This question mainly arises out of the context of [Quasi Monte Carlo integration][1].

Which uses "quasi-random" numbers, (i.e. deterministic) with low discrepancy to reduce the variance in Monte Carlo integration. This reduction in variance is more prevalent in higher dimensions. And has thus found use in financial mathematics where they require numerical solutions to very high dimension integrals (>10^2).


I have been unable to find any explicit examples of these very high dimension integrals anywhere online. Many articles reference these to arise from financial mathematics but are quite vague about its precise origins.

I would like to know how I could construct a integral of this manner and what its implications would be? Unfortunately I am very clueless on what goes on in financial mathematics.

Even better would be if anyone knows of an explicitly stated example of such a higher dimensional integral, but that seems unlikely.

My main purpose is really more of a showcase of Quasi Monte Carlo, but at the same time I want to avoid simply constructing an elementary integral like: $$\int_{\Omega^d} \cos(x)^d\,dx$$

Thanks for any and all help!

  • 1
    $\begingroup$ Probably the simplest example would be some sort of basket or rainbow option depending explicitly on a set of many underlying prices. But in practice high-dimensional integrals can arise rather easily from path dependencies in a derivative contract referring to just one price. $\endgroup$
    – Ali
    Sep 4, 2021 at 8:57
  • $\begingroup$ Computing the value at risk or similar statistics for a large portfolio could be another example. For example CDO:s might consist of thousands of mortgages so the value at risk would be an integral over a very high dimensional joint distribution. However, because this is complicated one often resorts to simplifying assumptions. $\endgroup$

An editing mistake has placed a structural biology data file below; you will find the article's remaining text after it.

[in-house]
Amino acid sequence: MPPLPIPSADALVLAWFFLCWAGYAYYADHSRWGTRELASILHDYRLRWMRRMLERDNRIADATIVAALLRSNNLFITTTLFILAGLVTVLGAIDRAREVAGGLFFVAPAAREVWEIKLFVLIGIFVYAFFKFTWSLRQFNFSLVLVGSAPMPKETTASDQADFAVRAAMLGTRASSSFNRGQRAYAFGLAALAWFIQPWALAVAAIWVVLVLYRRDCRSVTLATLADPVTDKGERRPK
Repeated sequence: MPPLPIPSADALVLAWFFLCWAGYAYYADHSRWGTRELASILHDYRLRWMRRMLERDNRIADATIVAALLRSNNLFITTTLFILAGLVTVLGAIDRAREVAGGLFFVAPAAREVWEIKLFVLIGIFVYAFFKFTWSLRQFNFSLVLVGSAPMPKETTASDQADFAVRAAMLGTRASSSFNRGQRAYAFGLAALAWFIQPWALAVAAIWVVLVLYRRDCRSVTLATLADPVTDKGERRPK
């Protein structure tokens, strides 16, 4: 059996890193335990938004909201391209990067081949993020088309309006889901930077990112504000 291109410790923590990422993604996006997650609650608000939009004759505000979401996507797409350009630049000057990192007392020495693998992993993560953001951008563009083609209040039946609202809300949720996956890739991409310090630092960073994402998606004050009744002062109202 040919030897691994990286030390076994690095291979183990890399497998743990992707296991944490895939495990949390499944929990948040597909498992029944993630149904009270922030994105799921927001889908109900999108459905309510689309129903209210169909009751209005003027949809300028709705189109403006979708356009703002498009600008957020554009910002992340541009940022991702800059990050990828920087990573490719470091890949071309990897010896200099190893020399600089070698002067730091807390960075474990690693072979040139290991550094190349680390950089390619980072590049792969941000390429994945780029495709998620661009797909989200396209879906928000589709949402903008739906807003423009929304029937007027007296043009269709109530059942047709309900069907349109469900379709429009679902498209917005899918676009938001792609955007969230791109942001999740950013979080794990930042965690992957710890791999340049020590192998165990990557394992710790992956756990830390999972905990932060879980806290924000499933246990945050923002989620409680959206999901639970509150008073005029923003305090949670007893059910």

– fes
    Sep 4, 2021 at 14:13

1 Answer 1


Here are two examples for natural high-dimensional integrals. I assume you have heard about risk-neutral valuation, which is the reason why expectations (=integrals) are important in the first place.

Asian options

Asian options are derivatives mostly on a single asset. But their value depends on the average of the whole path of a stochastic process. Since there are no closed form solutions, you discretize the process and then simulate according to the law of the process. The high dimension is caused by the large number of discrete time steps required to properly discretize the process. Ballpark figure for dimension: 3 month tenor of the option, daily time-steps ~ 3*30 = 90.

Explicit function definition for an Asian with strike $K$: Just apply the cash flow rule to the discretization $s_1,\ldots,s_T$: $$ f(s_1,\ldots,s_T)= \max \left(\frac 1T\sum_{t=1}^T s_t - K,0\right)$$

Enterprise valuation models

To calculate the value of an life insurance portfolio you have to project the relevant cash-flows over many years, say for 60 years. In addition the policyholder benefits are financed by a large and diverse pool of assets, each having its own distribution. Ballpark figure for dimension: 60 for time * 10 asset (classes) = 600.

Explicit models for those tend to be more complicated and proprietory. One example is found in Appendix C of this PhD thesis:


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